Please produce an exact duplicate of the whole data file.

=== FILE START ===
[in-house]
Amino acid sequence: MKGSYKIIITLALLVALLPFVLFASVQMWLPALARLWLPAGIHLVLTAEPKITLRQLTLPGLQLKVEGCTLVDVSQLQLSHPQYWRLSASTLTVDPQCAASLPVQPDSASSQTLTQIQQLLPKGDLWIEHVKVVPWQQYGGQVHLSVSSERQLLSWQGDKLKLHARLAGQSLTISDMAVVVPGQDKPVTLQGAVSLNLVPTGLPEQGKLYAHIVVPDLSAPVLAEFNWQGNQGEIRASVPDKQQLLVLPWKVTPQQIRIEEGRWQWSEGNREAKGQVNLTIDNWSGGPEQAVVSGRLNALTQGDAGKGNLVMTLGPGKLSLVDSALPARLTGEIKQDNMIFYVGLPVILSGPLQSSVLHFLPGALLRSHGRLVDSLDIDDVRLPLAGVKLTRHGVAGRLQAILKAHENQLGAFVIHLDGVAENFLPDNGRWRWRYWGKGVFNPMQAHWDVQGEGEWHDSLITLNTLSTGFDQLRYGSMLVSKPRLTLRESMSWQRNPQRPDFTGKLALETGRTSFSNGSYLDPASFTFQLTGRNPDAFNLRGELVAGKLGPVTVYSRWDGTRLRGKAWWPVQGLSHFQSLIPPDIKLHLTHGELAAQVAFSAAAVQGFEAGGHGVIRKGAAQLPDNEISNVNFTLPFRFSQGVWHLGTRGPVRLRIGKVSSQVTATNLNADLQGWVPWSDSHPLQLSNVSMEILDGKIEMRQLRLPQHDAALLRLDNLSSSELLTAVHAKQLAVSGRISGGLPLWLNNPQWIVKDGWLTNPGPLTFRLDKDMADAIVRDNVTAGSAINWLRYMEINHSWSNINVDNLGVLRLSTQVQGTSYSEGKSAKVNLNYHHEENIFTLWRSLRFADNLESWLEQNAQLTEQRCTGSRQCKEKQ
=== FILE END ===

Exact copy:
[in-house]
Amino acid sequence: MKGSYKIIITLALLVALLPFVLFASVQMWLPALARLWLPAGIHLVLTAEPKITLRQLTLPGLQLKVEGCTLVDVSQLQLSHPQYWRLSASTLTVDPQCAASLPVQPDSASSQTLTQIQQLLPKGDLWIEHVKVVPWQQYGGQVHLSVSSERQLLSWQGDKLKLHARLAGQSLTISDMAVVVPGQDKPVTLQGAVSLNLVPTGLPEQGKLYAHIVVPDLSAPVLAEFNWQGNQGEIRASVPDKQQLLVLPWKVTPQQIRIEEGRWQWSEGNREAKGQVNLTIDNWSGGPEQAVVSGRLNALTQGDAGKGNLVMTLGPGKLSLVDSALPARLTGEIKQDNMIFYVGLPVILSGPLQSSVLHFLPGALLRSHGRLVDSLDIDDVRLPLAGVKLTRHGVAGRLQAILKAHENQLGAFVIHLDGVAENFLPDNGRWRWRYWGKGVFNPMQAHWDVQGEGEWHDSLITLNTLSTGFDQLRYGSMLVSKPRLTLRESMSWQRNPQRPDFTGKLALETGRTSFSNGSYLDPASFTFQLTGRNPDAFNLRGELVAGKLGPVTVYSRWDGTRLRGKAWWPVQGLSHFQSLIPPDIKLHLTHGELAAQVAFSAAAVQGFEAGGHGVIRKGAAQLPDNEISNVNFTLPFRFSQGVWHLGTRGPVRLRIGKVSSQVTATNLNADLQGWVPWSDSHPLQLSNVSMEILDGKIEMRQLRLPQHDAALLRLDNLSSSELLTAVHAKQLAVSGRISGGLPLWLNNPQWIVKDGWLTNPGPLTFRLDKDMADAIVRDNVTAGSAINWLRYMEINHSWSNINVDNLGVLRLSTQVQGTSYSEGKSAKVNLNYHHEENIFTLWRSLRFADNLESWLEQNAQLTEQRCTGSRQCKEKQ